Major Overhaul – Replacing the Ammonia Pump Module on the ISS

August was a busy month for the crew of the International Space Station and the support teams on the ground.

On Saturday, 31 July 2010 the Loop A Ammonia Pump Module (pictured at right) on the External Thermal Control System (ETCS – pdf) on the S-1 truss on the Integrated Truss Structure (Starboard side – diagram below) failed, cutting the main cooling capacity of the United States portion of the International Space Station by 50%. The Russian modules have their own cooling system.

Station managers began shutting down a variety of systems and experiments on board the ISS in order to reduce the heat load to a level manageable by the Loop B ETCS on the P-1 truss (Port side).

Two EVAs were scheduled to remove and replace (R&R) the Pump Module. The first for Thursday 5 August and the second no earlier than two days later.

Ammonia Pump Module
Ammonia Pump Module
Flown on STS-129
Image Credit: NASA

Image from the Interactive Guide to the Integrated Truss Structure
Image Credit: NASA

Planning for the first EVA eventually caused the spacewalk to slip to Saturday. The EVA tasks required working with numerous electrical cables and both internal and external cooling fluid lines prior to being able to remove the Ammonia Pump.

The first EVA was scheduled to disconnect cooling lines and remove the failed pump module from the S-1 truss. Problems were encountered with one of the quick disconnect units on an ammonia line, and removal of the pump module was postponed until the second EVA.

Doug Wheelock and Tracy Caldwell-Dyson began the second EVA at 7:27am Central time (9:27 EDT) on Wednesday 11 August. This time the quick disconnects for cooling and electrical connections went as planned. The two astronauts then successfully removed the failed pump module and stowed it.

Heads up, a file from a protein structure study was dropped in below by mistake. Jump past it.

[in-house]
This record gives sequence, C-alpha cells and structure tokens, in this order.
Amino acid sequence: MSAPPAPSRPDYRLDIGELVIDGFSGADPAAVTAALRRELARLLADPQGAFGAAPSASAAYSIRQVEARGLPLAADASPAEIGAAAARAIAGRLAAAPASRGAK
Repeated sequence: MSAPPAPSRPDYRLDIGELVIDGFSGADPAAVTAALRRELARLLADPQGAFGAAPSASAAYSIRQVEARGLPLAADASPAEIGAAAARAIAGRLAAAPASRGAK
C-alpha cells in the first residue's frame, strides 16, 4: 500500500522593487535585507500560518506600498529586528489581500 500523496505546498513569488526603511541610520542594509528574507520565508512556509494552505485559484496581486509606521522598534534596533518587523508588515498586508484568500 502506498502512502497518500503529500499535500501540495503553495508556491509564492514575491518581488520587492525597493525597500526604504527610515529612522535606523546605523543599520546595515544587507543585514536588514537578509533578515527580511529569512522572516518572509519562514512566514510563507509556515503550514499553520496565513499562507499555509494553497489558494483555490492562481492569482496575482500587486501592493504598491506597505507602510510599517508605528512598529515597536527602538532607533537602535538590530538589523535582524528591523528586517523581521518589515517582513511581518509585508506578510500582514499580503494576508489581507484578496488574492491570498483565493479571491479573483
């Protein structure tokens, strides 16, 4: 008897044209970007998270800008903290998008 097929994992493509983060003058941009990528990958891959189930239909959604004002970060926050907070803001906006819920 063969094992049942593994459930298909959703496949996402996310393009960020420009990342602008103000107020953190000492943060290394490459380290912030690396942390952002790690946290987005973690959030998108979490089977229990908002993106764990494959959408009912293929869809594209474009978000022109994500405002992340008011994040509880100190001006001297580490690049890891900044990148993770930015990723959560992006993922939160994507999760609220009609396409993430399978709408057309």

Pump Diagram
Ammonia Pump Module Diagram
Image Credit:

ETCS Truss Diagram
External Thermal Control System Truss Diagram
Image Credit:

The third EVA began on Monday 16 August at 5:20am Central Time. Astronauts Doug Wheelock and Tracy Caldwell-Dyson then set out to unbolt the replacement Pump Module (PM) and place it in position on the S-1 Truss. Wheelock removed the bolts holding the new PM to ESP-2 (External Stowage Platform) and the Space Station Remote Manipulator System (SSRMS) then translated Wheelock and the 780 pound PM to the S-1 truss.

Wheelock bolted the PM into place and Caldwell-Dyson mated several electrical connections, “waking up” the PM. Initial electrical testing prove the new PM was ready to go. Various fluid lines were reconnected and ammonia was reintroduced into the system.

By Wednesday 18 August, the International Space Station was beginning to get back to normal. There were no yellow or red system lights on the status board.

On Wednesday and Thursday, the major effort involved bringing the Columbus science module and the Japanese Experiment Module (JEM – “Kibo”) back online.

The remainder of the month has involved bringing the various experiments back on line and testing the coolant systems in Loop A. Congratulations to the ISS team for successfully working the Pump Module failure. With three additional back up PMs on the Space Station, we can expect to see this scenario repeated. Lessons Learned will be carried forward by the ISS team. Current expectations are that the ISS will be in operation until 2020, and perhaps beyond that. There will be a lot more R&R of various systems as the years pass.

Let us know what you think. What do you want to know about? Post a comment.


One thought on “Major Overhaul – Replacing the Ammonia Pump Module on the ISS

  1. Pingback: Atlantis – The Last Space Shuttle Flight « The National Space Society of Phoenix

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